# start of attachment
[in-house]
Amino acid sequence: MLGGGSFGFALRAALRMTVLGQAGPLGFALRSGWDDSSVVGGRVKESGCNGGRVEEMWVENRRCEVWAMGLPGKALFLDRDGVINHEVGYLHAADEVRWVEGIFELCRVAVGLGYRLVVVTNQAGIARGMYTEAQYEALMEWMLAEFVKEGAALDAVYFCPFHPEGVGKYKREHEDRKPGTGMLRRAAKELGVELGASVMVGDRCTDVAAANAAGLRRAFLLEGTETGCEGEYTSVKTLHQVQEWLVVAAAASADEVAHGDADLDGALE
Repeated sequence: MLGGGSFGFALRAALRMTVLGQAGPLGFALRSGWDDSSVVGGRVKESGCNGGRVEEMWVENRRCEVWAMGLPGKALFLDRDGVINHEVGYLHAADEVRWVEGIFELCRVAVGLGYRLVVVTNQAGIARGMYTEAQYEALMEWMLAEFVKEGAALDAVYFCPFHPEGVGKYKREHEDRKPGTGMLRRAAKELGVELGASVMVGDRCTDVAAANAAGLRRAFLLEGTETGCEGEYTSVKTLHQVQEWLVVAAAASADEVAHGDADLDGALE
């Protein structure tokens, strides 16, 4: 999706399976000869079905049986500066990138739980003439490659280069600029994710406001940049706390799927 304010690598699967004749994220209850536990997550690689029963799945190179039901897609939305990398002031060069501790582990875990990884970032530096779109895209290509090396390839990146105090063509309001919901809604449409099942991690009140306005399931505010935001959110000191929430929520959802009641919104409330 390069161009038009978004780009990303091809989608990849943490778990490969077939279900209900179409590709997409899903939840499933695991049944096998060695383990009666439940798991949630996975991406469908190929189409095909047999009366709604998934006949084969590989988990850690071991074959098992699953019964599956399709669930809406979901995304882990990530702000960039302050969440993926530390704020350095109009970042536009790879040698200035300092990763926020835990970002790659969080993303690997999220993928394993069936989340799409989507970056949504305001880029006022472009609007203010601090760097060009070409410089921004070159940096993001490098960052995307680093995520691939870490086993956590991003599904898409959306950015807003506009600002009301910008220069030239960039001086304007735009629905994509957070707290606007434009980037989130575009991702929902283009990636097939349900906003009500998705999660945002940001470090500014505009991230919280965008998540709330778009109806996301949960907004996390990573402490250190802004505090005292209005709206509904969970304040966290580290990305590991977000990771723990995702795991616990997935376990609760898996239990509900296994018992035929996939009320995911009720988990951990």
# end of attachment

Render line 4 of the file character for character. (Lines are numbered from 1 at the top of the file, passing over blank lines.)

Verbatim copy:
């Protein structure tokens, strides 16, 4: 999706399976000869079905049986500066990138739980003439490659280069600029994710406001940049706390799927 304010690598699967004749994220209850536990997550690689029963799945190179039901897609939305990398002031060069501790582990875990990884970032530096779109895209290509090396390839990146105090063509309001919901809604449409099942991690009140306005399931505010935001959110000191929430929520959802009641919104409330 390069161009038009978004780009990303091809989608990849943490778990490969077939279900209900179409590709997409899903939840499933695991049944096998060695383990009666439940798991949630996975991406469908190929189409095909047999009366709604998934006949084969590989988990850690071991074959098992699953019964599956399709669930809406979901995304882990990530702000960039302050969440993926530390704020350095109009970042536009790879040698200035300092990763926020835990970002790659969080993303690997999220993928394993069936989340799409989507970056949504305001880029006022472009609007203010601090760097060009070409410089921004070159940096993001490098960052995307680093995520691939870490086993956590991003599904898409959306950015807003506009600002009301910008220069030239960039001086304007735009629905994509957070707290606007434009980037989130575009991702929902283009990636097939349900906003009500998705999660945002940001470090500014505009991230919280965008998540709330778009109806996301949960907004996390990573402490250190802004505090005292209005709206509904969970304040966290580290990305590991977000990771723990995702795991616990997935376990609760898996239990509900296994018992035929996939009320995911009720988990951990």